Oncology massage, beauty and wellness for cancer patients – Is Research Important?

Oncology massage, beauty and wellness for cancer patients – Is Research Important?

 By Jennifer Young

 

I entered the world of beauty and wellness for cancer patients from a scientific background.

Those of you who know me, or have heard me speak at events, realise that the shift from science to therapies for cancer patients hasn’t always been welcome or easy. I lived in a world of facts and I entered a less certain but no less assertive world.

My aromatherapy training was filled with ‘claims’ and devoid of references to support the assertions. I soon learned not to flick to the back of workbooks to find references.

When I was asked to work with the team at my local NHS hospital, to create a skincare range for those living with and beyond cancer, I needed my science. My Nutritional Therapy qualification came in handy too as the science of beauty and nutrition are closely linked.

My starting point when developing the skincare collections was science, research and references. You will find referenced information all over my website. www.beautydespitecancer.com has become a place where others come to learn.

The same was true when I developed our accredited training courses. I knew that touch therapies must be beneficial but I didn’t have any proof (being a lawyer as well as a scientist makes proof extra important to me).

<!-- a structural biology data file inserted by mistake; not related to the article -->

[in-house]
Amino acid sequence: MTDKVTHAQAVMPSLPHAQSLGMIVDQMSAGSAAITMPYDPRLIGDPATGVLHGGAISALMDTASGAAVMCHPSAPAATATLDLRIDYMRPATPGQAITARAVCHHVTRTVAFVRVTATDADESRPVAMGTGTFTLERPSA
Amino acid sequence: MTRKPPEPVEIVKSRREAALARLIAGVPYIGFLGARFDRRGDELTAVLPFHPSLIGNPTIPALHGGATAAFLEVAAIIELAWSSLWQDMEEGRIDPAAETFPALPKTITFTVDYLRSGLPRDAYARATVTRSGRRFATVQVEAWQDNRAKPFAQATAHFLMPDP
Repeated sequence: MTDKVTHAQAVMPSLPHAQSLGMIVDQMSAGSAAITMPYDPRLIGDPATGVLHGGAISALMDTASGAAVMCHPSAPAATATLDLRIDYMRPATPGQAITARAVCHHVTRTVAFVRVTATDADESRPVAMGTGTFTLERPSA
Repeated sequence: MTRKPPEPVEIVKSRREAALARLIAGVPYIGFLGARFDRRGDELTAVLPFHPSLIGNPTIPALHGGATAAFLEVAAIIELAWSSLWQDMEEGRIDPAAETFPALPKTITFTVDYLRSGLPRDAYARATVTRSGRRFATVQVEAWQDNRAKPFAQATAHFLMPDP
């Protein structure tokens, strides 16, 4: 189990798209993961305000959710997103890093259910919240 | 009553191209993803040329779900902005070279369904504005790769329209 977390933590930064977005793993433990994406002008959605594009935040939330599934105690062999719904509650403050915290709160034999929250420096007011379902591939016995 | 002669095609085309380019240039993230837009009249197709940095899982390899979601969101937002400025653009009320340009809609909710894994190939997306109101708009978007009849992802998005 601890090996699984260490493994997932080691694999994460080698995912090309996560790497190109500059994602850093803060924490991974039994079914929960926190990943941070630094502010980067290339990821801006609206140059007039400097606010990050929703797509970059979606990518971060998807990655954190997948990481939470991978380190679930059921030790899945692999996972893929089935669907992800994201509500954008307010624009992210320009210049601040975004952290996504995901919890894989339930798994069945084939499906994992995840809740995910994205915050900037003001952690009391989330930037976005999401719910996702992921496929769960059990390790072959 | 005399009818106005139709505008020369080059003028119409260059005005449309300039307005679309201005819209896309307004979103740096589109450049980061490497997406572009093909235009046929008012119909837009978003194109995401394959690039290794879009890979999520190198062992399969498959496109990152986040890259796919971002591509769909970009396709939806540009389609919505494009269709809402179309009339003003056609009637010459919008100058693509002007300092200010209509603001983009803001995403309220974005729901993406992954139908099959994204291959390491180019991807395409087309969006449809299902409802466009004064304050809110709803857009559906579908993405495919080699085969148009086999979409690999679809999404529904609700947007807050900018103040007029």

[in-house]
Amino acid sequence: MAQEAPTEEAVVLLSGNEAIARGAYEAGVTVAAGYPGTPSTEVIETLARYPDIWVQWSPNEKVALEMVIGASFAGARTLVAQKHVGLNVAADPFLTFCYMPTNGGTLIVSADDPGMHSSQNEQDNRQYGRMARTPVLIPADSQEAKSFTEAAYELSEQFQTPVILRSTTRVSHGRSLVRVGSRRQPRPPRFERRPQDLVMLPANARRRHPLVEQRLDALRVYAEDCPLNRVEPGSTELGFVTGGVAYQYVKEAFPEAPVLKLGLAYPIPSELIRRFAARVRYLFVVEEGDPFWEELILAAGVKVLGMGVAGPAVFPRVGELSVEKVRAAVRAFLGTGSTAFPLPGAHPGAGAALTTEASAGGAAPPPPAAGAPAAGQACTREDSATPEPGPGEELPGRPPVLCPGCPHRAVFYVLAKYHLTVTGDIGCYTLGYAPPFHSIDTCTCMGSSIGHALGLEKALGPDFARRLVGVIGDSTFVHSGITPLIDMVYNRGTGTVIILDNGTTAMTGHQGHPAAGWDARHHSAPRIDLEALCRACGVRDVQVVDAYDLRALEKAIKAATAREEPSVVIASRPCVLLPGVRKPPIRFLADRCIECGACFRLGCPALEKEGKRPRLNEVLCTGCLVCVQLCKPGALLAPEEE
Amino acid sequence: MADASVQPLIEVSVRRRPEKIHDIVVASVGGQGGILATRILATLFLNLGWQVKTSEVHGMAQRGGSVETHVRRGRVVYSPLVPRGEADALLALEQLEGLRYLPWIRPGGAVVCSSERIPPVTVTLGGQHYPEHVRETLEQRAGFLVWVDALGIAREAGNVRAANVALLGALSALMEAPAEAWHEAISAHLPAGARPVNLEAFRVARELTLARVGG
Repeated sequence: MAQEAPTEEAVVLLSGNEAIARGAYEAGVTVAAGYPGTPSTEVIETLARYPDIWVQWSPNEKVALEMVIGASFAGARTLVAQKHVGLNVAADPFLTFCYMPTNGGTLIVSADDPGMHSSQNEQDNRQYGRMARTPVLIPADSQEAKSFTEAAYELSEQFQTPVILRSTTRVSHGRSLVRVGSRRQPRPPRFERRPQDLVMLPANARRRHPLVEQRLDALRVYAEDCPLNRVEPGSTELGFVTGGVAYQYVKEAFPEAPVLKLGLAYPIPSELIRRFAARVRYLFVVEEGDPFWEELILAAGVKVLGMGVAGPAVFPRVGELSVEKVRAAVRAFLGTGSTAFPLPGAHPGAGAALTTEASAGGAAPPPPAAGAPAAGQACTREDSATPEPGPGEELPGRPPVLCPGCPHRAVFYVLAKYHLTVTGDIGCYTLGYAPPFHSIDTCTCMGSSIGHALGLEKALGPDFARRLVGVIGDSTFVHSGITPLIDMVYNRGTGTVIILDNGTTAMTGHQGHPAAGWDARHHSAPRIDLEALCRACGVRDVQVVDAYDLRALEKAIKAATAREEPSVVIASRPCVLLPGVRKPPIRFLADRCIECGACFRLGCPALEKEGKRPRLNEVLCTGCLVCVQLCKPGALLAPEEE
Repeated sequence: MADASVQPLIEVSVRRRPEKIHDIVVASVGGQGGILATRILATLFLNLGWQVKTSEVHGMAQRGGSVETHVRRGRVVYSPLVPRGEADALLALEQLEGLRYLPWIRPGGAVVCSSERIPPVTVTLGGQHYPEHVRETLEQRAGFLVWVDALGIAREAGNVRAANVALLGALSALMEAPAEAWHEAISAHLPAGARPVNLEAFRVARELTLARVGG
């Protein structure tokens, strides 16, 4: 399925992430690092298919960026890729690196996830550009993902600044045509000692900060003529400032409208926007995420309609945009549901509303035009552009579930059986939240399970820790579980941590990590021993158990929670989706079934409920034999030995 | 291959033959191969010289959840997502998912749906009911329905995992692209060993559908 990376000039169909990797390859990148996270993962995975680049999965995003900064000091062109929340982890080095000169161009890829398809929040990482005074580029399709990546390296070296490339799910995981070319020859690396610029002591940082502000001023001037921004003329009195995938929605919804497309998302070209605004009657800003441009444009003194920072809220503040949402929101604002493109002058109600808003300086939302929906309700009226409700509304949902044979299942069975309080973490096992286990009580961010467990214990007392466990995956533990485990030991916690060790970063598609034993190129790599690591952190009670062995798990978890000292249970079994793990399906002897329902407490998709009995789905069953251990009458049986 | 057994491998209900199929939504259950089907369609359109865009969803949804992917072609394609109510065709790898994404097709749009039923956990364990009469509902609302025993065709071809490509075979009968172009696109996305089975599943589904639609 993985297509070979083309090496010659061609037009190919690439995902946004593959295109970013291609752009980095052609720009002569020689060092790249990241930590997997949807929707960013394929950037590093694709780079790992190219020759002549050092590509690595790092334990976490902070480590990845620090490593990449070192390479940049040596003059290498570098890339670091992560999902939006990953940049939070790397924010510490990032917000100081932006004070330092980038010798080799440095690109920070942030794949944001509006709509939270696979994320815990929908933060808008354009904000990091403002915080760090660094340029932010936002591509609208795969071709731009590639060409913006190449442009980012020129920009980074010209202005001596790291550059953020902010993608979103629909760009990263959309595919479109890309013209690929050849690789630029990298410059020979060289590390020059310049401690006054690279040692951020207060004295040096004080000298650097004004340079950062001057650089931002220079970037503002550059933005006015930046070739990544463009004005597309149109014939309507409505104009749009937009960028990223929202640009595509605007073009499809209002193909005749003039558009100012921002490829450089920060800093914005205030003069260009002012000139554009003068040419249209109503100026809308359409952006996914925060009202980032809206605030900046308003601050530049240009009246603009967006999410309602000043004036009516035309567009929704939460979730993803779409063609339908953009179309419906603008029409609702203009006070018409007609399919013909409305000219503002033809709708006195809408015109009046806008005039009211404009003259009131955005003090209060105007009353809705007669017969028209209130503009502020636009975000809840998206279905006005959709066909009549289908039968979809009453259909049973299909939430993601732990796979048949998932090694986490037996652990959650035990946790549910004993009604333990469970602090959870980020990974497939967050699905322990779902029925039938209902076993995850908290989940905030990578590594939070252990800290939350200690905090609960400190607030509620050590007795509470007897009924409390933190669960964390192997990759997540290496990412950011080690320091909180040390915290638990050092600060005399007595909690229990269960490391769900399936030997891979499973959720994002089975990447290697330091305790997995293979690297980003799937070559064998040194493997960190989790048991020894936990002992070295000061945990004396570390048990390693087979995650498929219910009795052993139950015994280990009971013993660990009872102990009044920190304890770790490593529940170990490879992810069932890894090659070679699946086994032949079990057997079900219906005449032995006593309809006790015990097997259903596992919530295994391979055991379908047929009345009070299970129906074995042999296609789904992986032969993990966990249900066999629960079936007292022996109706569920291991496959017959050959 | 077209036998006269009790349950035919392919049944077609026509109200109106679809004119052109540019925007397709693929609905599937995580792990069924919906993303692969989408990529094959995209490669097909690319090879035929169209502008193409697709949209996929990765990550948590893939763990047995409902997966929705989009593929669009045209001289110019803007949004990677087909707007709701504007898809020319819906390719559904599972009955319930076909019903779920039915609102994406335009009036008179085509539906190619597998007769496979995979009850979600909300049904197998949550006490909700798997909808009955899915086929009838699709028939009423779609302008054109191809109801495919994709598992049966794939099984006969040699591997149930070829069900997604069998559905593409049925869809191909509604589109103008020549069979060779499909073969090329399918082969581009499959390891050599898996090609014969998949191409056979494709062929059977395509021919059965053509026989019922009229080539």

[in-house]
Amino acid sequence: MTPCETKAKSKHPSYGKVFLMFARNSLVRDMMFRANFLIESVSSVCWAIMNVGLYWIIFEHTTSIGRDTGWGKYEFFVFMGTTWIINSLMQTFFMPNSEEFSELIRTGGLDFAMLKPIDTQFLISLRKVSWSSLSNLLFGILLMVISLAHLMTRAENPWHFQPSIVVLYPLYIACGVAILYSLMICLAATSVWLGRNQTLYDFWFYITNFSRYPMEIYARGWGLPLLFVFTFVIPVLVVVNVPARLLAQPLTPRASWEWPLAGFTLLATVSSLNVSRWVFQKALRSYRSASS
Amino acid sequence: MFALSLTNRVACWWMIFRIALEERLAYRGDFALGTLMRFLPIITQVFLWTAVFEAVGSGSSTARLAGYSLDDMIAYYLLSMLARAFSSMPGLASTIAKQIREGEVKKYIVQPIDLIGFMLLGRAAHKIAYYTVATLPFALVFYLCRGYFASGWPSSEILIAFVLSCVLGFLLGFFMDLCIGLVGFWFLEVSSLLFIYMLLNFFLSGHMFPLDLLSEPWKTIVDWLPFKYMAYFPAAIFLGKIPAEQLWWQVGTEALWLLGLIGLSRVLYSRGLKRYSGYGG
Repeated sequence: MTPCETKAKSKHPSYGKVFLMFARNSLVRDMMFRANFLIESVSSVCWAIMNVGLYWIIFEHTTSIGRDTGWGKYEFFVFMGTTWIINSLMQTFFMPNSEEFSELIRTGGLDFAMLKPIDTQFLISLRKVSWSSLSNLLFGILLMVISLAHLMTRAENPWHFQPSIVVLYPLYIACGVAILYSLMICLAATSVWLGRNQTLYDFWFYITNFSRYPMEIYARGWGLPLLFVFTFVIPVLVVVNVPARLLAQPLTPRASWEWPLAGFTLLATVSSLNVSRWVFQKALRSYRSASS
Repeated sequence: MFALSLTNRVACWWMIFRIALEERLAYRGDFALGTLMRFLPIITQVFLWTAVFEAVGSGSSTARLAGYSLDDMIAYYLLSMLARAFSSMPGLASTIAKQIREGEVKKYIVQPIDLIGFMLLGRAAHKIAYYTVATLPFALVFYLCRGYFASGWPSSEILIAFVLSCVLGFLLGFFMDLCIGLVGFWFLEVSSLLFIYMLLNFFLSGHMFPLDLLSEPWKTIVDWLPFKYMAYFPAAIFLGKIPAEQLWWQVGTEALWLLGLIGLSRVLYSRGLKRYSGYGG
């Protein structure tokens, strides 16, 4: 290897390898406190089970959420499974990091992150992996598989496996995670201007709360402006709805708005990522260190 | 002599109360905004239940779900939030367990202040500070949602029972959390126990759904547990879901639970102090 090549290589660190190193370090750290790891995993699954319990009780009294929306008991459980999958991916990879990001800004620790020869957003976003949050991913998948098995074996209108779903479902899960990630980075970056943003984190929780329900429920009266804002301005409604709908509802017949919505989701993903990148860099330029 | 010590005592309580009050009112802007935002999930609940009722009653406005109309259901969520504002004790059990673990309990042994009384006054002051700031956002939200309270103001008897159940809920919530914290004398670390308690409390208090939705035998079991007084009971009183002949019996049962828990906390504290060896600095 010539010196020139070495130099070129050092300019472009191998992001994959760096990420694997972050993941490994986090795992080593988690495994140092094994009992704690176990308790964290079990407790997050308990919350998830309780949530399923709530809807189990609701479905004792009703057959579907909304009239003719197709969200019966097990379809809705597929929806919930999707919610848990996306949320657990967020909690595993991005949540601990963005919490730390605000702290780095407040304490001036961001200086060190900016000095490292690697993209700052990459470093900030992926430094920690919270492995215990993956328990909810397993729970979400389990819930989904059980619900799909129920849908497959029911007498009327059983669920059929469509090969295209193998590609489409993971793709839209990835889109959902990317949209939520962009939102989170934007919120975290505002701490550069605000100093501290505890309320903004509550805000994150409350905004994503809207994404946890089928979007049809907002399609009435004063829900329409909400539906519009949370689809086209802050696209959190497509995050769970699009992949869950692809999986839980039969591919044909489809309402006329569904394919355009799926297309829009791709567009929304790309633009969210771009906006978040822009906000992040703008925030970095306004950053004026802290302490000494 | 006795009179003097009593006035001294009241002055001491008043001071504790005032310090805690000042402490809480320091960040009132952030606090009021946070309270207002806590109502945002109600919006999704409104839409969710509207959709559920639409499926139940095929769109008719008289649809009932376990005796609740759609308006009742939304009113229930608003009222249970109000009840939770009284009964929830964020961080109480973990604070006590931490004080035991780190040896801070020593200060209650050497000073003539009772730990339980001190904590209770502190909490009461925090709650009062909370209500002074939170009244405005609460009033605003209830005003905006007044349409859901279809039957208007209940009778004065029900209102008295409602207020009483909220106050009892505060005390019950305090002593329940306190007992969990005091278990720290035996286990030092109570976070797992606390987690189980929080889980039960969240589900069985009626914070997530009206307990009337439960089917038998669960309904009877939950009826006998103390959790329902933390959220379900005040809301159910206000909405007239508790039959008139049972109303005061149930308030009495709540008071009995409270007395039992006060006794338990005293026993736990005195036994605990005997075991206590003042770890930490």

I did the research and discovered what I intuitively knew – oncology massage improves wellness in cancer patients, both physically and emotionally. There are many benefits, some are listed below.

Short-term benefits

  • Reduced anxiety, depressed mood and anger in breast cancer patients1, 2, 4,9
  • Increased vigor2 (breast cancer patients)
  • Reduced mood disturbances and perceived stress levels3
  • Improved sleep quality4,9
  • Improved quality of life4 (breast cancer patients)
  • Reduced pain and improvement of mood, reduced stress levels5,9
  • Reduced perception of pain, nausea and increased relaxation after 10 minute (5 minute per foot) foot massage6
  • Pain intensity, pulse rate, and respiratory rate significantly reduced immediately after the massages. At study entry, the massage group reported higher pain intensity, which decreased by 42% (25% reduction in the control group).7
  • Reduced anxiety scores, depression, general fatigue, reduced motivation fatigue, and emotional fatigue8
  • Reduced depression and improved sleep10